"We are carrying on with reforms at a more intensive pace. Abandonment of reforms -- and indeed at this stage -- would constitute an immense strategic mistake at the expense of the country. And we will not make that mistake," Karamanlis said.
Particularly regarding the container port of Piraeus, Karamanlis stressed the contract for a concession of its container terminal to Cosco Pacific Ltd, signed earlier in the week during Chinese President Hu Jintao's visit in Greece, was of decisive importance.
"It is the biggest and perhaps the only investment of such a magnitude to take place internationally amidst the global financial crisis," Karamanlis stressed.
The 35-year contract, he added, marked a new chapter in bilateral cooperation with a major economic power, enhances Greece's political standing, strengthens the Greek economy in sectors that are hard-hit in this present juncture, and was a landmark in Greece's evolution into a bridge between East and West, Karamanlis underlined, adding that Greece has only benefits to gain from it.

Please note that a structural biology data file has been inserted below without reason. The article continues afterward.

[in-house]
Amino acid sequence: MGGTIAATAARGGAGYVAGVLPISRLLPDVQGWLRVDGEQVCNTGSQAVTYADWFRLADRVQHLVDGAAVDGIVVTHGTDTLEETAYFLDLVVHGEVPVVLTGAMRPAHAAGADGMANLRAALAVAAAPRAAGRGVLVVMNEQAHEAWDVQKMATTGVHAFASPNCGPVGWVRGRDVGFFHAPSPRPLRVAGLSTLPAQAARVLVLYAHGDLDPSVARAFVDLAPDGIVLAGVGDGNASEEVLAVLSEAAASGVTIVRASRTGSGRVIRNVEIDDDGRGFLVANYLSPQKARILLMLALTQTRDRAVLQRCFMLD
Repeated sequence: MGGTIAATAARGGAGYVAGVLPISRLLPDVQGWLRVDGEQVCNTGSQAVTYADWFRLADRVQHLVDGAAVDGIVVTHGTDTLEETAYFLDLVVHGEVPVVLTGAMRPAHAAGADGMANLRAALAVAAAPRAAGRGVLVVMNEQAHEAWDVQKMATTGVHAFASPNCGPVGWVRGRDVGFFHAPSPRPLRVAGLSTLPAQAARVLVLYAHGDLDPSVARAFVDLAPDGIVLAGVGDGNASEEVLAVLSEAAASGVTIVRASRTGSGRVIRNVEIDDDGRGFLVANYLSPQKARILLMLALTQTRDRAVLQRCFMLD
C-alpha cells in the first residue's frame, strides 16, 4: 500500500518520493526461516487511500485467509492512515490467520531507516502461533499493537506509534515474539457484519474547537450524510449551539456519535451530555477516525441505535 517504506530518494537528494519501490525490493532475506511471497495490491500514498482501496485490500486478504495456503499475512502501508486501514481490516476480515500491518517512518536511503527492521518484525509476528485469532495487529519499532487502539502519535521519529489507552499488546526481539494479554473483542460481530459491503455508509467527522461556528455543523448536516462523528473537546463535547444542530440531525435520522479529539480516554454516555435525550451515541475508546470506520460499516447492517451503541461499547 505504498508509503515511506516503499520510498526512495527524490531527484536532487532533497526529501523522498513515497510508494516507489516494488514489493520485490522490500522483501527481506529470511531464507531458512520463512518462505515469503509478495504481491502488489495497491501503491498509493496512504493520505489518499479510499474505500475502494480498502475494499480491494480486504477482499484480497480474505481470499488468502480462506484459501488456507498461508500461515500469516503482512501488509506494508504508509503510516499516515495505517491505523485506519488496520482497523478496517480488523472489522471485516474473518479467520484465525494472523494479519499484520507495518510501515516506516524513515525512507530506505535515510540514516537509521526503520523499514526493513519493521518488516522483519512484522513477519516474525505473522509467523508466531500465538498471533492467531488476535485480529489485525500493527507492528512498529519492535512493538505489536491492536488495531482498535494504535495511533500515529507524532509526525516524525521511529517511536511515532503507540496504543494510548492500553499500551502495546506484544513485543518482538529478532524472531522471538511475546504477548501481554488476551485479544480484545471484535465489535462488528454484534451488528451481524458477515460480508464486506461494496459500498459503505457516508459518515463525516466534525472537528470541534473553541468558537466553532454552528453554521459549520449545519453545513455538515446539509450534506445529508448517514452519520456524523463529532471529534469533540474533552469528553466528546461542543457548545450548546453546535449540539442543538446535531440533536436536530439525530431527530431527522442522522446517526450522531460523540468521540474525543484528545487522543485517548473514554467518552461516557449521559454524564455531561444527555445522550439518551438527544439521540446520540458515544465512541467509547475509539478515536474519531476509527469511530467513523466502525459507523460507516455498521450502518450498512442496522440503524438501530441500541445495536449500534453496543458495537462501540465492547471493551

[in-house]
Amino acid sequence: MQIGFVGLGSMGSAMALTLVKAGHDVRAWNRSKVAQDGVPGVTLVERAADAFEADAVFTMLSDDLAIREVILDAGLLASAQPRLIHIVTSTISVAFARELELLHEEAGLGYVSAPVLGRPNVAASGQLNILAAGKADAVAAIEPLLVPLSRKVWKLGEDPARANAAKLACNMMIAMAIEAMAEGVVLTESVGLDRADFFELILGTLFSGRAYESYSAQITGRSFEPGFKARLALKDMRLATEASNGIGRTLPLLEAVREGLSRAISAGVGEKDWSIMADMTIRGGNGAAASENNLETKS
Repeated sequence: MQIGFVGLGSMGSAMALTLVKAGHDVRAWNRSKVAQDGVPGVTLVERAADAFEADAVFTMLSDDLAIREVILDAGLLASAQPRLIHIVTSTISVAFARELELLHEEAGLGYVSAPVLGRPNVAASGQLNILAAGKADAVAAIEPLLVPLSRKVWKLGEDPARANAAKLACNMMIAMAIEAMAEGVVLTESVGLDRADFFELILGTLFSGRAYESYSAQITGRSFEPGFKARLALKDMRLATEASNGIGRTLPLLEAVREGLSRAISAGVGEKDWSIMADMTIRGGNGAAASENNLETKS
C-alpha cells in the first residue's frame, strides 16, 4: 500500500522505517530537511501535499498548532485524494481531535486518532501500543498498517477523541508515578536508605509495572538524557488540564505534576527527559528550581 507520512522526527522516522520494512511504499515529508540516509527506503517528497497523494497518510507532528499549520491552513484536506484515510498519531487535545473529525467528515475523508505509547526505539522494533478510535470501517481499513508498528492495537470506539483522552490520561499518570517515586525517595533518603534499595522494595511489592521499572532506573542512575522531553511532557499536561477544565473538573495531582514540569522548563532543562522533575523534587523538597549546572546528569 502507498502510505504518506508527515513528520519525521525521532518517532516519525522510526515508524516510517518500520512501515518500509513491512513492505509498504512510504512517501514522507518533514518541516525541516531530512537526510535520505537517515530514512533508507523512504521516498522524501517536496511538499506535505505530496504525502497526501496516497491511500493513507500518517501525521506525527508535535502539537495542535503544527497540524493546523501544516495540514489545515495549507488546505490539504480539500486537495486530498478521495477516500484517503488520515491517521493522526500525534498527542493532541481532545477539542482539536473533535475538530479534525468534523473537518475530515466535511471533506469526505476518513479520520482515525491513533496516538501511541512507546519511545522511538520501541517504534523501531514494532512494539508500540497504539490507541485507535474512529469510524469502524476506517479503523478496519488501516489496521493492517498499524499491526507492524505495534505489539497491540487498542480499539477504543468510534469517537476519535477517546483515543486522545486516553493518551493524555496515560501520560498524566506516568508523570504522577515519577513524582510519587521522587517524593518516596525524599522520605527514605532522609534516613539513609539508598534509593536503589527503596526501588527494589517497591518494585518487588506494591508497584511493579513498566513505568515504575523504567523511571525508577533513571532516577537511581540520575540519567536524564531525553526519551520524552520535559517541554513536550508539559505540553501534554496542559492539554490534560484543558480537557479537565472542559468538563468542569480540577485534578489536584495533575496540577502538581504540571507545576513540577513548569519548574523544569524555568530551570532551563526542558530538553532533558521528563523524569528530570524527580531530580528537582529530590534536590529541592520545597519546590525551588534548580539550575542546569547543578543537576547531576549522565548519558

"The start that was made with the ports will have continuity and prospects for our country," he said.
Regarding OA, Karamanlis pointed to European Commission vice-president and Transport Commissioner Antonio Tajani's recent statement, namely, that the Greek government's plan for OA could serve as a model for other European airlines, adding that the benefits to Greek taxpayers would exceed 500 million euros annually.
"Whoever truly cares about solid policies for social protection assumes the cost for generating the necessary resources," Karamanlis said. "Preservation of the past and seeking a better future do not go hand in hand. The exercise of a real social policy demands, first of all, responsible and bold decisions. Everyone is obliged to make his choices," the premier added.